Amazon Web Services is an amazing constellation of products, but it’s far from the only game in the cloud world. Microsoft realized long ago that the future of enterprise computing lies in the cloud and it has been investing heavily in owning a piece of this market. The number of products sitting under the Azure brand umbrella continues to grow and it has become hard to find something that Azure can’t do. In many cases, Azure is running right alongside the other cloud providers and in a few of the corners it’s inching into the lead.
At the core of the business, Azure offers much of the same commodity products as everyone else. If you need a machine running a current version of Linux (yes, Linux!) or Windows, you can spin one up in a few clicks. If you have some data to store, Microsoft will squirrel away the bits just like everyone else.
But once you move away from the basics, Microsoft’s corporate DNA starts to emerge. This is the company that built the operating systems that dominated home and corporate use for decades. Then it turned around and conquered the game console market. This polish and crowd-pleasing glitz is apparent as soon as you log in. The other cloud providers tend to have a bare-bones commodity shell wrapped around their commodity offerings. Azure seems a bit prettier and presentable. The other cloud providers love TLAs (three letter acronyms). Microsoft chose a lush color for its name.
It only makes sense that Azure is leveraging Microsoft’s strengths. The users with a deep investment in Microsoft’s languages (C#), tools (Visual Studio), and frameworks (.Net) will be the ones who feel most at home in Azure. You don’t need to stick with Azure to keep using these tools but it’s almost always a bit easier to stay within the Microsoft family.
Another draw is the company’s deep investment in corporate research. Microsoft began building a full, academic-grade research department back in the 1990s and that has led to a steady stream of products in areas like artificial intelligence and machine vision. The company has been deploying this research and integrating it with its generic cloud services.
All of this comes together in a public cloud that smoothly integrates commodity machines, major APIs, artificial intelligence, and data storage. Azure should be the first place to look for anyone with a long history of Microsoft development and it should get a close look by others too.
If you’ve been developing web applications or desktop software with Microsoft’s tools, there’s no better place to work than Azure. The company’s long tradition with .Net, ASP, C#, and many other Microsoft-first products continues. You will feel more at home here than anywhere else. Sure, you could spend the time to learn one of the newfangled frameworks or toolkits, or you could get the job done faster. Don’t the Hollywood screenwriting classes always tell the kids to “write what you know?”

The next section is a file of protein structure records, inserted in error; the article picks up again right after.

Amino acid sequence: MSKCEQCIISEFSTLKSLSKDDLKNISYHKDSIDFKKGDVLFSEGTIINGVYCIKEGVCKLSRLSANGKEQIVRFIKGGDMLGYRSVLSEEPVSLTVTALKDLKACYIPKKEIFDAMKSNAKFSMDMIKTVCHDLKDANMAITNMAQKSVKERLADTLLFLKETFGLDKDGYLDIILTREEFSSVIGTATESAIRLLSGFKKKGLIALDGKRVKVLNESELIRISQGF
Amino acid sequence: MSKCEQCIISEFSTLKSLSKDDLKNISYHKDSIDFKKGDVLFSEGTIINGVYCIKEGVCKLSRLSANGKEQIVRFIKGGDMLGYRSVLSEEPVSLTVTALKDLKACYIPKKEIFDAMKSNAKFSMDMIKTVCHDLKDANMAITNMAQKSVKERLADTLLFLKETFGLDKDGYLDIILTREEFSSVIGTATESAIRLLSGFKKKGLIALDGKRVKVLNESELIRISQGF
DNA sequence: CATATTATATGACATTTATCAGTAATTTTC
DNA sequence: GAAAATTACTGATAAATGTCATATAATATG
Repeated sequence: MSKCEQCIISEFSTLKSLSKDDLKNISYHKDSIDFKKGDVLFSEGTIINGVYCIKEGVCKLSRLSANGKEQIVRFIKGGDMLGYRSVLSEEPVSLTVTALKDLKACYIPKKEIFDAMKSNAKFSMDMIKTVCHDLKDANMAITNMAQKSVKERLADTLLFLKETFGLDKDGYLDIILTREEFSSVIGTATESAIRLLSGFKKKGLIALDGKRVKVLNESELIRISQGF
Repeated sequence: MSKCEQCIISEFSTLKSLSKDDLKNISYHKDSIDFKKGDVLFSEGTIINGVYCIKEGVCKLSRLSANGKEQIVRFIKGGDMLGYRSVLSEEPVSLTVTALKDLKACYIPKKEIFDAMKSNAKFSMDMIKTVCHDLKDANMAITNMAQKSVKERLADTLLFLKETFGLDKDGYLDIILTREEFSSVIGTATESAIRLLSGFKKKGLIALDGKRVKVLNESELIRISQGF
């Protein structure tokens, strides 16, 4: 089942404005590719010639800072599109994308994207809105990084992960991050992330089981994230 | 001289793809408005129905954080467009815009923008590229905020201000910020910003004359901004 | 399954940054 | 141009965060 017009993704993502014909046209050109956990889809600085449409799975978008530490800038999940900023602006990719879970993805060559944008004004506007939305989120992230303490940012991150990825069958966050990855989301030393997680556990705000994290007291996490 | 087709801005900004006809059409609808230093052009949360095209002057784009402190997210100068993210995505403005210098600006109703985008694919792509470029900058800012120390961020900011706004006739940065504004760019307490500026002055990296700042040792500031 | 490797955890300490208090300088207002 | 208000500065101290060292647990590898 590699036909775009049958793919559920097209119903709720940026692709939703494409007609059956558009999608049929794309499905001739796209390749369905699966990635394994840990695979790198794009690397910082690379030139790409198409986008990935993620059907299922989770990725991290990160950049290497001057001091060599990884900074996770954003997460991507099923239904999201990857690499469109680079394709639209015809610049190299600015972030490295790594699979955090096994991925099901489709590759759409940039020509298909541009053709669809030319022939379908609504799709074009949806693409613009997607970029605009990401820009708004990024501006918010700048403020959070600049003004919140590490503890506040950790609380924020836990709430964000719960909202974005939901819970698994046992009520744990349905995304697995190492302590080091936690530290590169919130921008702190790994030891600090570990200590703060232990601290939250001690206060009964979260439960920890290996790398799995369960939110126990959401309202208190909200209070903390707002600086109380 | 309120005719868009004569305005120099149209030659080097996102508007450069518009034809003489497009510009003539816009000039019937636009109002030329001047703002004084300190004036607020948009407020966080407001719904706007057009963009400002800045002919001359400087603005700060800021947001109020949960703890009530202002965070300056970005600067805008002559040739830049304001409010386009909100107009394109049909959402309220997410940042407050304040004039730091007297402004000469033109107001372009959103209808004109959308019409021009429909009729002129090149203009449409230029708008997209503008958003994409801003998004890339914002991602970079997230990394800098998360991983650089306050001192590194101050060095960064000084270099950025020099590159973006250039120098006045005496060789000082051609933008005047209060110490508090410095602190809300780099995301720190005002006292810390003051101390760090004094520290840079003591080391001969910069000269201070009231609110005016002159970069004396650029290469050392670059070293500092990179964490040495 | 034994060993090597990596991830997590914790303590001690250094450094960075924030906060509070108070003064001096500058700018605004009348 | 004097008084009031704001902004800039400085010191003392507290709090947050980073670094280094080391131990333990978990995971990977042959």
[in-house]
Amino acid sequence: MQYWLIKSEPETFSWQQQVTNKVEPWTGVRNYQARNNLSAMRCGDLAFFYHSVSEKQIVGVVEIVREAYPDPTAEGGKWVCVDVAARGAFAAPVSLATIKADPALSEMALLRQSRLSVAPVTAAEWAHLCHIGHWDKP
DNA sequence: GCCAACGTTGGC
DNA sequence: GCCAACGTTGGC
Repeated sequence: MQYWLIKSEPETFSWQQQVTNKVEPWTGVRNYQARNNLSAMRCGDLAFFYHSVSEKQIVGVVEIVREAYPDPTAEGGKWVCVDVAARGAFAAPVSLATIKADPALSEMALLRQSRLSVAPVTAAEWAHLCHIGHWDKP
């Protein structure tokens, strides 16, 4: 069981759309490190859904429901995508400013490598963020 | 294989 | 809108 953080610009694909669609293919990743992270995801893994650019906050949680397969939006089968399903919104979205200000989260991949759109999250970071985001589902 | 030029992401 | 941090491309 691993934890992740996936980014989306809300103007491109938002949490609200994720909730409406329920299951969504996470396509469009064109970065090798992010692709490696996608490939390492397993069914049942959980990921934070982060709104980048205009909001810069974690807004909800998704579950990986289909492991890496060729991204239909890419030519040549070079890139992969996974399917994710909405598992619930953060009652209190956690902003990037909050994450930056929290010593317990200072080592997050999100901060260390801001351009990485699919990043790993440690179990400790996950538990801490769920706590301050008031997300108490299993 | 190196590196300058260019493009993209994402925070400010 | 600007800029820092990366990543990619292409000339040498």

This isn’t to say that Microsoft remains an island. Azure was one of the first to support newer, open-source options like Node.js. In time, these newer standards may come to dominate even Azure, but for now they’re just one of the options. Azure’s App Service supports Node.js, PHP, Java, Ruby, Python, and a few more options. Microsoft is very much committed to exploring all of the options emerging from the open-source world, and this may come in handy if you decide to start moving your .Net stack in that direction. But until you do, you can run .Net nicely in Azure.
Free Windows instances
Almost everyone gives away free services to new customers and the cloud service providers are no different. Azure, it should be no surprise, pushes Microsoft’s products at the beginning. Buried in the fine print at the bottom of the Amazon sales literature is the note that many of the Windows Servers aren’t eligible for “free tier” experimentation. If you want to use Windows Server 2008 R2 with SQL Server, for example, you’ve got to turn to Azure. And while you’re there, there are dozens of other options for products that are always free like 8,000 calls to the Internet of Things portal per day or one million Azure Function invocations.
54 cloud regions
One of the great things about the cloud is the way it abstracts away all of the details about where the machines are sitting. They’re not in that server room down the hall, the one with the sketchy air conditioning and leaky roof that you must find a way to fix. Nope. All of those headaches disappear—or to be fair, they become the job of someone who will charge you for shouldering that load.
Sometimes, though, there are legal and practical reasons why you want to know where your data is sitting. Sometimes the tax lawyers say it makes a difference. Sometimes you want geographic diversity because of natural disasters. Sometimes you just need to have a local presence because a judge or a politician says so.
Azure has the most data centers of the major cloud providers and that means the most choices. Not every product runs in every region, but you’re more likely to make the lawyers happy when you can choose from more places.
Microsoft’s Visual Studio is still one of the most popular IDEs around and it’s no surprise that it has tight integration with the Azure cloud. Prebuilt Visual Studio images on Azure let you boot up your own instance running Visual Studio (2015 or 2017) in a few clicks. It sure beats downloading the immense collection of files.
If you want to develop for Azure, there are usually connections that slice a few steps from the workflow. Azure Functions, for instance, can be built, tested, and published in Visual Studio.
Visual Studio is still a standard IDE, though, and that means it still works with the other clouds too. Your code will go where you deploy it. But Microsoft’s extra connections makes it a bit easier for Visual Studio lovers to enjoy Azure.